This course is an exploration of the making of masterpieces and the development of genres in European Art (religious, mythological, portraiture, landscape, the nude, etc.) through paintings in London’s National Gallery. Exploration continues “behind” the masterpieces themselves: London’s outstanding array of museums and galleries constitutes the basis for further discussion of major art-historical themes (restoration and conservation, artists’ houses and education, patrons and collectors, taste and connoisseurship, fakes and forgeries, etc.). Students will learn how to ‘read’ works of art and will come to some understanding of why particular genres were, in particular periods, more successful than others, and equally why specific artworks (such as Leonardo’s Mona Lisa or Michelangelo’s David) are accorded today an almost mythical status, due to taste and values which might not necessarily coincide with those of the time in which they were created. Students will further benefit from guest lectures and discussions with established London artists. Weekly visits to the National Gallery and other museums, will enable students to test theories put forward in class in front of original artworks.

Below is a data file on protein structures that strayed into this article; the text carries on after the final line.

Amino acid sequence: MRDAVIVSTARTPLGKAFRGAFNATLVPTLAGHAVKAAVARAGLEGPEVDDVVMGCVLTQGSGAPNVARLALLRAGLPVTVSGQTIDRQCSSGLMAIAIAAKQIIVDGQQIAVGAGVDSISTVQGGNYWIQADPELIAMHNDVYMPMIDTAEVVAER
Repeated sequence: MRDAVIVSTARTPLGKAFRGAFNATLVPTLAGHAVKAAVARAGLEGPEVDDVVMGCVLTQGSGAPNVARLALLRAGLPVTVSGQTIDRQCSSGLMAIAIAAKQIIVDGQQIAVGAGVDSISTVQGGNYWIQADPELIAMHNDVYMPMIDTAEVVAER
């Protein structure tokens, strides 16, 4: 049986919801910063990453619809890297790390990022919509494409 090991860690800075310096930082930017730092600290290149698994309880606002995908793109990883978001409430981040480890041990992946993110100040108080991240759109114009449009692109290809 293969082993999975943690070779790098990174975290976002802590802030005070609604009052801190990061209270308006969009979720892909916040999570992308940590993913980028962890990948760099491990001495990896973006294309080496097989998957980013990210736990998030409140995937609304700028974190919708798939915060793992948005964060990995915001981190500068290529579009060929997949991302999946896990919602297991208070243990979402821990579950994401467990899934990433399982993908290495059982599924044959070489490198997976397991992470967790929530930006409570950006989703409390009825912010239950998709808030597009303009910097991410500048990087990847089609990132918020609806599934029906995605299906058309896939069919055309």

Course Restriction: In some semesters, this course is not open to students in another course with an HOA rubric except for art history majors by request. Please check academic update for any restriction for the current semester. These courses include HOA 201, HOA 208, HOA/HST 300.1, and HOA 372.
Department: Art History
Semesters: Fall, Spring